Today's News

  • Mother would appreciate apology in son’s death

    It is 5 a.m. – another night of little sleep. Two years of little sleep have passed since my son died because of a poor decision made by a Lancaster resident.

    Mother’s Day weekend is approaching, the second anniversary of my son’s death. He was a healthy, strapping, handsome 37-year-old Marine staff sergeant, who was such a fine young man. I miss him terribly.

    On May 11, 2007, during Bike Week at Myrtle Beach, my son, Michael, was driving his Harley-Davidson motorcycle north on U.S. 17 in South Myrtle Beach and had a passenger on back.

  • Funding could help fill S.C. 160 potholes

    For years, motorists have endured busy traffic and numerous potholes on S.C. 160, but new funding could help alleviate some of those concerns.

    The S.C. Department of Transportation (SCDOT) Commission recently approved the use of almost $30 million in federal stimulus funds. The funds will be used for road projects in three of the state’s six Congressional districts.

    The 5th District, which includes Lancaster County, received almost $17.6 million for several road projects, including $1.2 million for the reconstruction of almost a mile of S.C. 160.

  • Filing for open Kershaw seats begins May 4

    KERSHAW – Kershaw’s special Town Council election is scheduled for July 21.

    The four council members held a special meeting Thursday night to discuss the design of the new Town Hall and election date.

    A special election is needed after the resignations of Tommy Baker as mayor, and his mother, Rose Marie Baker, and Jabo Sims as council members. The Bakers and Sims resigned shortly before council’s April 6 meeting.

    Because more than 180 days are left in each of the terms, a special election is needed.

  • Schools await decision on funds

    Schools officials are hoping to hear word soon on whether it will get a share of the state’s disputed $700 million in federal stimulus money.

    Tony Walker, finance director for the Lancaster County School District, told the school board Tuesday that the district would receive about $5 million of the $700 million in 2009-10.

    Gov. Mark Sanford has said he will accept this money only if the state pays off debt equivalent to the $700 million in federal aid.

  • More people helping HOPE

    Frances Harris has her hands in just about everything at HOPE in Lancaster.

    The Lancaster resident stocks food, places phone calls, does computer work and sometimes serves as a receptionist at the charitable organization that assists with food, rent and utility bills.

    Harris is one of many local residents who have chosen to lend a helping hand to HOPE, which has seen its number of volunteers more than triple over the past two years. Harris has been volunteering at HOPE since January.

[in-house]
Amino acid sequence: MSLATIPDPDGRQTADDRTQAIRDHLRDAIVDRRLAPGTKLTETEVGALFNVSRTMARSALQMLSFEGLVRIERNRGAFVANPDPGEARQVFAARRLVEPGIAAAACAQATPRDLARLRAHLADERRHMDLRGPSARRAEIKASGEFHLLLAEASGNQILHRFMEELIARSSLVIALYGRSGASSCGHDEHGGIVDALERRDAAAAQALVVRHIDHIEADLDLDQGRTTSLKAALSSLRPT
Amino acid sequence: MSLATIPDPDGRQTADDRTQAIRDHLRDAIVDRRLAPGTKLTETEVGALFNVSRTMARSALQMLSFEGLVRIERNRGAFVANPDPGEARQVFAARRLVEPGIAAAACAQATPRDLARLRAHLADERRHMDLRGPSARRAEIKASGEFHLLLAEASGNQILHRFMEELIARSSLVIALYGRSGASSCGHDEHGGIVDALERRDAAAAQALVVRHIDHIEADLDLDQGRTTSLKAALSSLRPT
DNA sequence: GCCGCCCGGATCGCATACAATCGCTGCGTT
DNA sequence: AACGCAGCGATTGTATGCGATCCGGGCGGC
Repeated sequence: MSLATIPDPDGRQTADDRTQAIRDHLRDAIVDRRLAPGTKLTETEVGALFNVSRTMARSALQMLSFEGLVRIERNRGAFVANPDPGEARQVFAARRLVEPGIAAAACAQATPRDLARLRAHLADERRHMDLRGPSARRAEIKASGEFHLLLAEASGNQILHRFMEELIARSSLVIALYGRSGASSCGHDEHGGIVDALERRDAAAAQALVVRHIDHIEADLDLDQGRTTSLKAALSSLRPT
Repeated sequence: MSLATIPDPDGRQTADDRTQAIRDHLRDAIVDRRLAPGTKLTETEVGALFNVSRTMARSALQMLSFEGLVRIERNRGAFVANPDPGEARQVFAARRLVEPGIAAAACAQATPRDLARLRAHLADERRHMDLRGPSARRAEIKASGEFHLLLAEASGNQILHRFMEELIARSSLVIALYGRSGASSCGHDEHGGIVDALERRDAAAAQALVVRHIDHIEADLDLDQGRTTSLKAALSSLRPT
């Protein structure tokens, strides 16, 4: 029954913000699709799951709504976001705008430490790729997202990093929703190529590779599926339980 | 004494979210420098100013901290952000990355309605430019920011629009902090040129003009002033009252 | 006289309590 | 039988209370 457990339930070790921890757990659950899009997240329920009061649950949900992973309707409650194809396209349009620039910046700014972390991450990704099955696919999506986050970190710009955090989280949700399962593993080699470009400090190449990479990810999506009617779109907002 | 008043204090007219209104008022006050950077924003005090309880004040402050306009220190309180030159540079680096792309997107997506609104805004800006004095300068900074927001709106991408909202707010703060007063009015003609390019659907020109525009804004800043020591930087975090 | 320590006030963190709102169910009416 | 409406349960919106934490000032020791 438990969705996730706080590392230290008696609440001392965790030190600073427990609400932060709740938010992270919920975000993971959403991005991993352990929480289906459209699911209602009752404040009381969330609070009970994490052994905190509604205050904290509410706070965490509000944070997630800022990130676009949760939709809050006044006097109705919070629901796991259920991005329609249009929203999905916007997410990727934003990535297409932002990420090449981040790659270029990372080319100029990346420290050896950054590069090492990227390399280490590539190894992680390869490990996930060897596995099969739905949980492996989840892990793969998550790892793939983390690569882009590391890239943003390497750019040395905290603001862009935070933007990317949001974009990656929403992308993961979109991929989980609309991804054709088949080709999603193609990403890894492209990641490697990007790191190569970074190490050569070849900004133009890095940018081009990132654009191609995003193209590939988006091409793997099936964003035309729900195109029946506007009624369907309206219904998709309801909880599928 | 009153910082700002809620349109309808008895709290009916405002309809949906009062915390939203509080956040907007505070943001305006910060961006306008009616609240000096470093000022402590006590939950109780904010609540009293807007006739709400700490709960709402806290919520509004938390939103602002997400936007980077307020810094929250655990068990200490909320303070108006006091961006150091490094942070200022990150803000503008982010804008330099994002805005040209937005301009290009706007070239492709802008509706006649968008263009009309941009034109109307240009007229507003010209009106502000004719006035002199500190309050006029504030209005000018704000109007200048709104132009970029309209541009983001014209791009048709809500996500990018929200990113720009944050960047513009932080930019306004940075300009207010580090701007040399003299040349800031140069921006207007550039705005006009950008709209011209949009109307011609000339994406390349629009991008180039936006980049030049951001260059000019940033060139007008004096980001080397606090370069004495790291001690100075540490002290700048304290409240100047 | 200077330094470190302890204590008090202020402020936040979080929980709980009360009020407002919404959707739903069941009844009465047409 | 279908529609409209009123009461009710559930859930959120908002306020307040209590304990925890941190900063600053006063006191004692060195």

Harris spends a few afternoons each week volunteering at HOPE.

  • Council to discuss budget

    The county’s upcoming budget is one of the main topics slated for discussion at Lancaster County Council’s meeting Monday night.

    Council is slated to discuss and then vote on the first reading to adopt the county’s 2009-10 budget.

  • Sen. Sheheen brings 2010 governor's race to county

    Speaking to a small crowd at the Lancaster County Administration Building on Monday, State Sen. Vincent Sheheen laid out his plan for becoming governor.

    Sheheen, whose District 27 includes precincts in the southern part of Lancaster County, made his first public appearance here since he announced his plans to run for governor in 2010.

    Standing in County Council chambers, he spoke with several Lancaster and Indian Land residents, answering questions about the issues most important to his campaign.

  • Officers probe Family Court bomb threat

    A bomb threat at Lancaster Family Court led to the evacuation of several downtown buildings on Thursday morning.

    Family Court on Catawba Street, along with several law offices and Palmetto Tri-County Medicine were evacuated shortly after 8:30 a.m. when the threat was received.

    Restoration work at the Lancaster County Courthouse also came to a stop as workers were ordered to move away from the building.

  • City Council OKs funds for Artisans Center

    Local artist Christina Chastain is pleased with Tuesday’s decision by Lancaster City Council.

    Council voted unanimously to give the Artisans Center $24,000 for operation costs.

    The money will come from the city’s downtown reserve fund.

    Chastain plans for the Artisans Center to serve as an arena for arts classes, studio space, performances and exhibits that showcase local art.

    It will be housed in the old Badcock furniture store on Main Street.

  • Abused, neglected children focus of network

    A new community network has been established to help abused and neglected children in the county.

    The Lancaster County Outreach Project officially kicked off April 29 at the Department of Social Services (DSS) auditorium on Pageland Highway.

    Members include DSS and Department of Juvenile Justice personnel, law officers, school officials and a long list of other groups and individuals in the community. They will gather resources and support abused and neglected children and their caregivers.